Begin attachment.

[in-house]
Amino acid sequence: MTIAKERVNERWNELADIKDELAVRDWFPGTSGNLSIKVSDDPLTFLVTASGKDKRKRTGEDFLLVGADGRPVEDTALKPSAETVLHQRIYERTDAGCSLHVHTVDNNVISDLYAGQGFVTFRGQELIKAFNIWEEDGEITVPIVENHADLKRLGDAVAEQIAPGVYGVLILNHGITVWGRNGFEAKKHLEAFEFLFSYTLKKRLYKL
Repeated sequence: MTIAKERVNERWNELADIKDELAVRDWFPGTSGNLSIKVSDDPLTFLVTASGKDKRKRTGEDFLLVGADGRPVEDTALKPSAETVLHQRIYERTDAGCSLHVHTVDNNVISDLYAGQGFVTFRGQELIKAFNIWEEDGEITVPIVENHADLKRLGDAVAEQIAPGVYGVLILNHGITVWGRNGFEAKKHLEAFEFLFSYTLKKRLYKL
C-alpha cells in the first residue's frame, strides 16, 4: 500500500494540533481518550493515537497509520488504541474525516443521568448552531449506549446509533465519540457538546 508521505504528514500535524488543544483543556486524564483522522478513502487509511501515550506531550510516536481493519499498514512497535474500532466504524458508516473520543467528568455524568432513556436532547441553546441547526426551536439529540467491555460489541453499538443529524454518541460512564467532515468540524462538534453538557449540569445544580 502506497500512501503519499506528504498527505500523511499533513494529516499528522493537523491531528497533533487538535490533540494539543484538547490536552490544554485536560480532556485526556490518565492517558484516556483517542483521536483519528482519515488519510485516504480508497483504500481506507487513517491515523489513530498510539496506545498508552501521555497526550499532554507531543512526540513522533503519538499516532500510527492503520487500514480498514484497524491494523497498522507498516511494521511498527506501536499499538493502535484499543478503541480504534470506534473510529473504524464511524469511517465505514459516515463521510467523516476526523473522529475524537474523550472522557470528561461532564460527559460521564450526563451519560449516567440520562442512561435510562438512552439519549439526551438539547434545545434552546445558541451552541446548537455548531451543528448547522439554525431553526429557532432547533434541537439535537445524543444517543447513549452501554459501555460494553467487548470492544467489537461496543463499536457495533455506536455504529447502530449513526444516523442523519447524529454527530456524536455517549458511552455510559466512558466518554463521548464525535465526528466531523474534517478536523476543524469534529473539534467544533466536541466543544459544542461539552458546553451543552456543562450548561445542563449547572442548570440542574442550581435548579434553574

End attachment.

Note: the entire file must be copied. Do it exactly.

[in-house]
Amino acid sequence: MTIAKERVNERWNELADIKDELAVRDWFPGTSGNLSIKVSDDPLTFLVTASGKDKRKRTGEDFLLVGADGRPVEDTALKPSAETVLHQRIYERTDAGCSLHVHTVDNNVISDLYAGQGFVTFRGQELIKAFNIWEEDGEITVPIVENHADLKRLGDAVAEQIAPGVYGVLILNHGITVWGRNGFEAKKHLEAFEFLFSYTLKKRLYKL
Repeated sequence: MTIAKERVNERWNELADIKDELAVRDWFPGTSGNLSIKVSDDPLTFLVTASGKDKRKRTGEDFLLVGADGRPVEDTALKPSAETVLHQRIYERTDAGCSLHVHTVDNNVISDLYAGQGFVTFRGQELIKAFNIWEEDGEITVPIVENHADLKRLGDAVAEQIAPGVYGVLILNHGITVWGRNGFEAKKHLEAFEFLFSYTLKKRLYKL
C-alpha cells in the first residue's frame, strides 16, 4: 500500500494540533481518550493515537497509520488504541474525516443521568448552531449506549446509533465519540457538546 508521505504528514500535524488543544483543556486524564483522522478513502487509511501515550506531550510516536481493519499498514512497535474500532466504524458508516473520543467528568455524568432513556436532547441553546441547526426551536439529540467491555460489541453499538443529524454518541460512564467532515468540524462538534453538557449540569445544580 502506497500512501503519499506528504498527505500523511499533513494529516499528522493537523491531528497533533487538535490533540494539543484538547490536552490544554485536560480532556485526556490518565492517558484516556483517542483521536483519528482519515488519510485516504480508497483504500481506507487513517491515523489513530498510539496506545498508552501521555497526550499532554507531543512526540513522533503519538499516532500510527492503520487500514480498514484497524491494523497498522507498516511494521511498527506501536499499538493502535484499543478503541480504534470506534473510529473504524464511524469511517465505514459516515463521510467523516476526523473522529475524537474523550472522557470528561461532564460527559460521564450526563451519560449516567440520562442512561435510562438512552439519549439526551438539547434545545434552546445558541451552541446548537455548531451543528448547522439554525431553526429557532432547533434541537439535537445524543444517543447513549452501554459501555460494553467487548470492544467489537461496543463499536457495533455506536455504529447502530449513526444516523442523519447524529454527530456524536455517549458511552455510559466512558466518554463521548464525535465526528466531523474534517478536523476543524469534529473539534467544533466536541466543544459544542461539552458546553451543552456543562450548561445542563449547572442548570440542574442550581435548579434553574